Kumari [koo-MAR-ee] wondered about the new neighbors who had just moved in. They were friendly, but somehow different from the people in her small mountain village in northern India. One afternoon as she walked home from school she had an idea. She hurried home and ran into the house. “Mama, may I go visit the new neighbors?” she asked.
“Yes,” Mama answered. “Mrs. Singh [sing] has invited us to come over. But be good.”
Kumari hurried down the road. She found Mrs. Singh sweeping the yard. “Welcome!” she said. “I’m so glad you have come to visit.”
Kumari chatted with Mrs. Singh while the woman worked. Then Mrs. Singh said, “I have some things to do in the house. Come inside, and we can talk some more.” Eagerly Kumari followed Mrs. Singh into the house. Everything was neat and clean. Colorful pictures hung on the walls, but they were different from the pictures of the gods that Kumari had seen on other people’s walls.
Then Kumari’s eyes fell on a picture of a man hanging on a cross. “Who is that man?” Kumari asked, pointing to the picture.
“His name is Jesus,” Mrs. Singh replied. “He is the God we worship.”
“But why is He hanging there?” Kumari asked, puzzled.
“Sit down, and I will tell you the story,” the woman said. Kumari listened intently as Mrs. Singh told the story of Jesus.
Mr. Singh came home and sat down with his wife and Kumari. “Would you like to stay and join us as we worship our God?” he asked Kumari. “I think you’ll enjoy the songs we sing.”
Kumari enjoyed hearing the lovely songs about Jesus. Then they read from their holy book, the Bible, and prayed. She noticed that they talked to their God as though He were a close friend. How different their worship is from ours! Kumari thought. There are no idols, no burning incense, no ringing bells, no reciting of mantras, and no offerings of fruits, oil, sweets, and flowers.
After worship Kumari thanked the Singhs, then hurried home for dinner. She liked this young couple and decided to visit as often as she could, especially around sundown, when she could join their worship. Soon she could sing the Christian songs with them. Often she found herself singing the songs as she worked around the house.
Kumari’s father noticed that Kumari was spending a lot of time at the Singhs’ house. He decided to go with her and meet his new neighbors. He introduced himself to the young couple, and they invited him in.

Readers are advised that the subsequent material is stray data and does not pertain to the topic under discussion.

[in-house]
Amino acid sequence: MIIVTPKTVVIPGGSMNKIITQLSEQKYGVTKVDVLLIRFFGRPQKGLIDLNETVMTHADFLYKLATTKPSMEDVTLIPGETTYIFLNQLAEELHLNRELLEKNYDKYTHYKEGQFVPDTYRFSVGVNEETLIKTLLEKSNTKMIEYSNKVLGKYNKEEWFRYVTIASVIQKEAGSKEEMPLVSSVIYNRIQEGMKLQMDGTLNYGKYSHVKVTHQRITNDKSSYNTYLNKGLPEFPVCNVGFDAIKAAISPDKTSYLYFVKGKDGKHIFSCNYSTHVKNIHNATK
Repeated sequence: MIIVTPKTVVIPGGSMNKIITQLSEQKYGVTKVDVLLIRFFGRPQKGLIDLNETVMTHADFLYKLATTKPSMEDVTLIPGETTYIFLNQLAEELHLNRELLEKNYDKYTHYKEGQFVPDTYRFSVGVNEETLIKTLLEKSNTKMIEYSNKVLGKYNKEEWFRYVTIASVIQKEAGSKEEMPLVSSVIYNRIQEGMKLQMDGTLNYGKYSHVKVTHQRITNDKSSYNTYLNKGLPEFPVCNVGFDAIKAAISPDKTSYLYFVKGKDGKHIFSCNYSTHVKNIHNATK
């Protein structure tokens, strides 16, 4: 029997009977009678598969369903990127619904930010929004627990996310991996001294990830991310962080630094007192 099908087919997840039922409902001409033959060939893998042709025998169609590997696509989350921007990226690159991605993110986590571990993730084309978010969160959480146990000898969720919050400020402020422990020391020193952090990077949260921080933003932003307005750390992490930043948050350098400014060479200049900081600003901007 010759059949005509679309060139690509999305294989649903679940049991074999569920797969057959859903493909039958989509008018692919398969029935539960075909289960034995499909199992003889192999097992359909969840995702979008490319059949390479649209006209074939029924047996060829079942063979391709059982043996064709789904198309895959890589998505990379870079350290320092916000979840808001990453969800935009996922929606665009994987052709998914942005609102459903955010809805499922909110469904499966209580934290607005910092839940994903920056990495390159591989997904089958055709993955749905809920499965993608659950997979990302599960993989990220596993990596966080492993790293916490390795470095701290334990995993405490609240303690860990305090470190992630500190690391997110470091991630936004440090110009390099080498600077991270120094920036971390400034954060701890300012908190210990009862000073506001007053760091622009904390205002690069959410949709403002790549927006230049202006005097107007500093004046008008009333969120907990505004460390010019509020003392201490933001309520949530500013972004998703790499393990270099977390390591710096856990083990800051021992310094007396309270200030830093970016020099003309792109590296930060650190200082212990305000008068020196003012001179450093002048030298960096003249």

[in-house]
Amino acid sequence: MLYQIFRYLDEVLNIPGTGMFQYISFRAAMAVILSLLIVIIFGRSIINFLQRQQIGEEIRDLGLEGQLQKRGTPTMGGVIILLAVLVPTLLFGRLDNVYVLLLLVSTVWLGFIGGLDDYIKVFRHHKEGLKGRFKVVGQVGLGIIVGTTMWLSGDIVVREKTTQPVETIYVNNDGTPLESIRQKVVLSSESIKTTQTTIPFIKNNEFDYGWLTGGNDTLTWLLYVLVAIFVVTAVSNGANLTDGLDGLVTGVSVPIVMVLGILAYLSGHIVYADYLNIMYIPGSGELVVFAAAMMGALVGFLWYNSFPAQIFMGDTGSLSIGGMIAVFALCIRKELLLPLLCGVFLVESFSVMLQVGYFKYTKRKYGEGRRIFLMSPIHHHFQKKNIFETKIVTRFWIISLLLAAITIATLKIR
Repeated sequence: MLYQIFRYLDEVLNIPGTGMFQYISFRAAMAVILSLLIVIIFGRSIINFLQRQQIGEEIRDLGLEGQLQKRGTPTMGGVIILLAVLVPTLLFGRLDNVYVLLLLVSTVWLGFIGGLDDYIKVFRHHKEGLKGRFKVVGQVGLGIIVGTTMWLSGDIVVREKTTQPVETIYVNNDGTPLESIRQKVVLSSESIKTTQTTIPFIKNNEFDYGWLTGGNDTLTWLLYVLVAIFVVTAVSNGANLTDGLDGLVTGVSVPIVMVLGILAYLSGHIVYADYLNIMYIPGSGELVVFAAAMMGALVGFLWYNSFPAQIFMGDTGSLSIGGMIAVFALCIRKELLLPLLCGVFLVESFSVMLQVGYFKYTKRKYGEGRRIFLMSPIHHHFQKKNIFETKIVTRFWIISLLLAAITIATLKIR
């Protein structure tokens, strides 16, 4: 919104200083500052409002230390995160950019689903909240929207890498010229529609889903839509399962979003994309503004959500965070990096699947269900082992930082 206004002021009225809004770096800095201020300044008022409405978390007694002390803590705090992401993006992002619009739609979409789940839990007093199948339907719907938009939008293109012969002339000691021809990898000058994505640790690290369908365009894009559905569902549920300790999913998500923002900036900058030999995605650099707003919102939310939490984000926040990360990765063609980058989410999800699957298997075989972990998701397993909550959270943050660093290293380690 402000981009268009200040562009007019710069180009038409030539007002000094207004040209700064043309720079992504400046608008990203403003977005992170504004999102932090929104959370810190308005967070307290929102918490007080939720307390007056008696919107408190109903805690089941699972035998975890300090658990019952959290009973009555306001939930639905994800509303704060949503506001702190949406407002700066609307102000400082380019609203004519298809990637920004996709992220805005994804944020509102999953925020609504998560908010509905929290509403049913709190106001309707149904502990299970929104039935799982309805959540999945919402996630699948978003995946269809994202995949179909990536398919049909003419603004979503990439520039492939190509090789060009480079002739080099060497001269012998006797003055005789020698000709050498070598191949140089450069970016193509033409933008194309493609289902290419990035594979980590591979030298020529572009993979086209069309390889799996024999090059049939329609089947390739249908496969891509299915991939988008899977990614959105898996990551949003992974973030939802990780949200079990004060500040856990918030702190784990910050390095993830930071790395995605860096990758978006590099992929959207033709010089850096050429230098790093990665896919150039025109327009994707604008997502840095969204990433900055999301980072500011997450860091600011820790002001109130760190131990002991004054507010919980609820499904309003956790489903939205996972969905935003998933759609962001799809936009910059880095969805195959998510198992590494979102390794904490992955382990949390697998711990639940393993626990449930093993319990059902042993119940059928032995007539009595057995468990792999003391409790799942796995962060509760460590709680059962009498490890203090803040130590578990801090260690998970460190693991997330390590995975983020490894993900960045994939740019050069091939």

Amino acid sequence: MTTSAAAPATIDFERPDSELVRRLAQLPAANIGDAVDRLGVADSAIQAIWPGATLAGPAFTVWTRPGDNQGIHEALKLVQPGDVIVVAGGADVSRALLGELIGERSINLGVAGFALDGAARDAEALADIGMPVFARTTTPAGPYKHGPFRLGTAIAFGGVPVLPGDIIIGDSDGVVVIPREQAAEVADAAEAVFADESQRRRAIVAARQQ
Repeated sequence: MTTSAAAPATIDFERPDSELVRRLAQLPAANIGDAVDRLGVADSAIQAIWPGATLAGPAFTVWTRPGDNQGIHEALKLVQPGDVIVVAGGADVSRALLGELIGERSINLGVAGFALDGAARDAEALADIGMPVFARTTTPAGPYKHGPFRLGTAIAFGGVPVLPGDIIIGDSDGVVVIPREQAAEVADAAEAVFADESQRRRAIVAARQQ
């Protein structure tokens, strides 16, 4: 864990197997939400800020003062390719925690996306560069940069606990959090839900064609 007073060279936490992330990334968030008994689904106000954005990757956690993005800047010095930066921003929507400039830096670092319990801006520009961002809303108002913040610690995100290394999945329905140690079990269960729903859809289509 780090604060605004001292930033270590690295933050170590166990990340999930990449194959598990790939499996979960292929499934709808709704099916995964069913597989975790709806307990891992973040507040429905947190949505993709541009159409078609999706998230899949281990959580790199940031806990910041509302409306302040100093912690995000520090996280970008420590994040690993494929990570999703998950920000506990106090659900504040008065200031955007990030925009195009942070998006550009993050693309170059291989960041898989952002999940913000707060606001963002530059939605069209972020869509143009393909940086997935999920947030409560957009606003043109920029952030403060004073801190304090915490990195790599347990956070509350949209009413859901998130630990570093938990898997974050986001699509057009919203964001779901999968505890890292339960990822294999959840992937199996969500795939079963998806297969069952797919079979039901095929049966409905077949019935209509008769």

“Your daughter loves to hear the stories we tell her from the Bible,” Mr. Singh told Kumari’s father. “Would you like to know what this holy Book says about Jesus Christ too? I’d be happy to teach you.”
Kumari’s father was interested, and father and daughter began going together to the Singhs’ home every evening to learn more about God. Sometimes after worship Father would send Kumari home while he stayed to talk with Mr. Singh.
Late one night as Father was returning from a Bible study, he noticed a crowd of drunken men walking toward him. Some of them were carrying sticks. They surrounded Father and began to shout and wave their sticks in the air.
“What are you doing with these Christians?” one man demanded. “You must stop meeting with them!”
“No, I will not stop,” Father replied.
“If you don’t stop,” they threatened, “we will kill you and your family!” The men began hitting Kumari’s father with their sticks. Others kicked him. Kumari’s father fell to the ground in pain. The men gave him a few more kicks and then left him to die.
Kumari’s father was not dead; he was unconscious. When he awoke, he hurt all over. He struggled home and told his wife what had happened. As she treated his wounds, he told her, “I am not going to stop learning about God! They are teaching the truth! We will follow the Lord Jesus Christ, and no one can stop us.”
Many of Kumari’s neighbors heard about Father’s beating and became curious about the Singhs’ God. Some of them began taking Bible studies. Now Kumari’s family and many of their neighbors worship the true and living God.